New forms of exercise like beer yoga are in vogue since 2015.
New Delhi: Traditionally, yoga as a form of exercise involves physical and spiritual disciplines to promote wellness.
With quiet ambience, clean air and perhaps some meditative chants, yoga is practised almost like a ritual.
However, in the four years since June 21 began to be celebrated as the International Day of Yoga, the form of exercise has been reinterpreted time and again to make the erstwhile meditative experience more contemoprary and “fun”.
Alternative forms of yoga — beer yoga, dog yoga or ‘Doga’, artistic yoga, aerial yoga, goat yoga and acroyoga among others have caught on since 2015.
Kavita Das Vasak, who owns Delhi-based “The Yoga Chakra”, says people’s curiosity has contributed significantly to the growing popularity of aerial yoga.
“Aerial Yoga adds a fun aspect to yoga. People are apprehensive because it is different but they are also curious,” she said.
Aerial yoga involves defying gravity and practising the postures in air with supporting equipments.
“It is more challenging because you are off the ground. The benefit is that all your muscles are engaged and your entire body is working out, so weight loss is quicker,” Vasak said.
Dog Yoga lets you work out with your favourite pal — your pet. Nandita Sikka, head psychologist at Pawsome Pet Wellness that offers Doga sessions in Delhi said the exercise allows people to bond with their pets while working out.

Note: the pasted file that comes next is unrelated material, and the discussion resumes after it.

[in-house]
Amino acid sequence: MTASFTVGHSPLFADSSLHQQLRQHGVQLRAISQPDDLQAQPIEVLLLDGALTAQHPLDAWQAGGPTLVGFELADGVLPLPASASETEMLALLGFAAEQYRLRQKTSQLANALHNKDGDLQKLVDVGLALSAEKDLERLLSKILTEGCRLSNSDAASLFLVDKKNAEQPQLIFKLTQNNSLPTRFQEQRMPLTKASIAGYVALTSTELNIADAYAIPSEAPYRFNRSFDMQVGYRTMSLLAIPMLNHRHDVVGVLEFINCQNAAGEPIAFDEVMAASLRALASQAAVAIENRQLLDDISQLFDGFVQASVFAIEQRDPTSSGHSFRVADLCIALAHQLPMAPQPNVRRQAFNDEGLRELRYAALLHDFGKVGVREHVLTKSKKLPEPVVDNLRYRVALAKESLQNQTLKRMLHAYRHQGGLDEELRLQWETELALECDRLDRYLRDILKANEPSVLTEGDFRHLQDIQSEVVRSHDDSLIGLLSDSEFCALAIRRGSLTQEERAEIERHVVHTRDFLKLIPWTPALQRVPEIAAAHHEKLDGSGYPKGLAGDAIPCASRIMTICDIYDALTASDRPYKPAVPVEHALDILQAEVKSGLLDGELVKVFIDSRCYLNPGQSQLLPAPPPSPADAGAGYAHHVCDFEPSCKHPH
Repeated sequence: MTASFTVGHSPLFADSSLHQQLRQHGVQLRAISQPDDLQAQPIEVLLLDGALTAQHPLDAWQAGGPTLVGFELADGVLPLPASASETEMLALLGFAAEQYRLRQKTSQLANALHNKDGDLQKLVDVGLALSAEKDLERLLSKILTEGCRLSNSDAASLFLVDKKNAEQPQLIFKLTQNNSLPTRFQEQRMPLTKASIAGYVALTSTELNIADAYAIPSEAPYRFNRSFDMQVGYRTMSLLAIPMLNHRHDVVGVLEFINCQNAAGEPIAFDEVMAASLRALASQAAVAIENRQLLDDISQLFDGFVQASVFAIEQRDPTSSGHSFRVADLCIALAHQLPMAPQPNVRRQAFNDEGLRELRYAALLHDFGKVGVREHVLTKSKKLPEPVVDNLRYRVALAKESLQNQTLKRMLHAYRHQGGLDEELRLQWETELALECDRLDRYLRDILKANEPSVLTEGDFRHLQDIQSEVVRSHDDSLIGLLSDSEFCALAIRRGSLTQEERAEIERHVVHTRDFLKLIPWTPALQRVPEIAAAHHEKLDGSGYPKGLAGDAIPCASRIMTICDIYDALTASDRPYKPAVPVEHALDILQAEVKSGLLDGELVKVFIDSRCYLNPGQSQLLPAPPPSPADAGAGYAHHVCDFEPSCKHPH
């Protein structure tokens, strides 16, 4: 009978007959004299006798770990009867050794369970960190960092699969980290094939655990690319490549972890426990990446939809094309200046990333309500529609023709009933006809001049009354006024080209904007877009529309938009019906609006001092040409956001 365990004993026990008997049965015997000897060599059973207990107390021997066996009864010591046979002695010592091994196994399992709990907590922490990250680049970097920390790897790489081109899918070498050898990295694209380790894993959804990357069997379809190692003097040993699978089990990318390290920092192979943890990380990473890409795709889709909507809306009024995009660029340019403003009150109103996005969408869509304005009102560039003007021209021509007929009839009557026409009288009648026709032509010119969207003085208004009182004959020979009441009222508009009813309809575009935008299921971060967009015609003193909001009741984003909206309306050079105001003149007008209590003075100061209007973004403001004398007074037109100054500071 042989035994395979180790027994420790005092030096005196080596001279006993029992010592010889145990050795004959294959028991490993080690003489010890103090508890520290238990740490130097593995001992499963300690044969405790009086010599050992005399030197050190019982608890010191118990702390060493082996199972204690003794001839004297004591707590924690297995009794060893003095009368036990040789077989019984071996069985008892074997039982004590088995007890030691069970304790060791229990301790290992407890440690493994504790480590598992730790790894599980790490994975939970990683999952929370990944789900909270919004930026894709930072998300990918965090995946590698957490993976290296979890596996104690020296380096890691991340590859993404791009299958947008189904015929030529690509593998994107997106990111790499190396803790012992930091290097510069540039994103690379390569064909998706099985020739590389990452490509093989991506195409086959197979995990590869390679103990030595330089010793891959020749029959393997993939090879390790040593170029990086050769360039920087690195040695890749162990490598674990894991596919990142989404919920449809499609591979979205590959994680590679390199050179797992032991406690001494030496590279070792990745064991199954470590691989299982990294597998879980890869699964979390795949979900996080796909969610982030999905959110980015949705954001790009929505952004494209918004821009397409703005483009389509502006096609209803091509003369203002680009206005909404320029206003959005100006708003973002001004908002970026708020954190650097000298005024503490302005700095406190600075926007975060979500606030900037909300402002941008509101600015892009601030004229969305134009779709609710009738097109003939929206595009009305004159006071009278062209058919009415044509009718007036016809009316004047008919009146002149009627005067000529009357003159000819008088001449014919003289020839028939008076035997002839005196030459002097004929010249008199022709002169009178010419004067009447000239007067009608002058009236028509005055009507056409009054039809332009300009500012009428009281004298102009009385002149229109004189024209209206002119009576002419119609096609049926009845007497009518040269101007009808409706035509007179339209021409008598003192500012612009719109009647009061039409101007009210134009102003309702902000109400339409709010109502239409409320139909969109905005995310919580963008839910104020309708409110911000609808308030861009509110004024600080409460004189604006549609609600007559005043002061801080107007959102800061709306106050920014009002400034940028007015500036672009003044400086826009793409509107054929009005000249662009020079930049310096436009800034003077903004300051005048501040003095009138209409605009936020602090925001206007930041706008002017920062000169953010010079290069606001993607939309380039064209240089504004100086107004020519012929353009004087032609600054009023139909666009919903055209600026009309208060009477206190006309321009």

AcroYoga, or acrobatic yoga brings to the table a combination of acrobatics, yoga and thai massage. A young alternative format that emerged about 10 years ago, AcroYoga has become a trend among Delhiites in the last couple of years, Anuraag Tiwari from The Delhi Rock, a city-based institution, said.
According to Allena Humtsoe, a certified Level 1 AcroVinyasa instructor in the city, the emergence of these alternative forms can be credited to the “static” nature of the conventional practice.
AcroVinyasa combines the traditional vinayasa yoga and the modern inversion training. “Yoga might seem static, so you try other ways and do it as long as you benefit from it. It is not dilution of yoga but a union by adding more things to it,” Humtsoe said.
However, institutions and instructors imparting classical yoga lessons see the alternative forms as merely a fad, and warned against the negative health impacts they might have.
Harshit Mann from the Isha foundation said these trends were a bounce-off from the west, often practised without an understanding of the body and energy.
“There are ways of doing yoga wrong...They only take the physical element... The spiritual element is missing. It has become a fashion and it lacks the essence of yoga,” he said.
Mann who is going to preside over a hatha-yoga session at The Roseate here on Thursday, also added that yoga done wrong could lead to severe health problems like nerve damage and brain haemorrhage.
Nivedita Joshi from the Indian Heritage Society, who also conducts yoga classes at the Iyengar Yoga Centre Yogakshema here, feels the newer practises are a result of a “lack of knowledge”.
“The new ways are diluting Yoga. They are a misinterpretation... Which makes them a joke that can have disastrous results,” she said.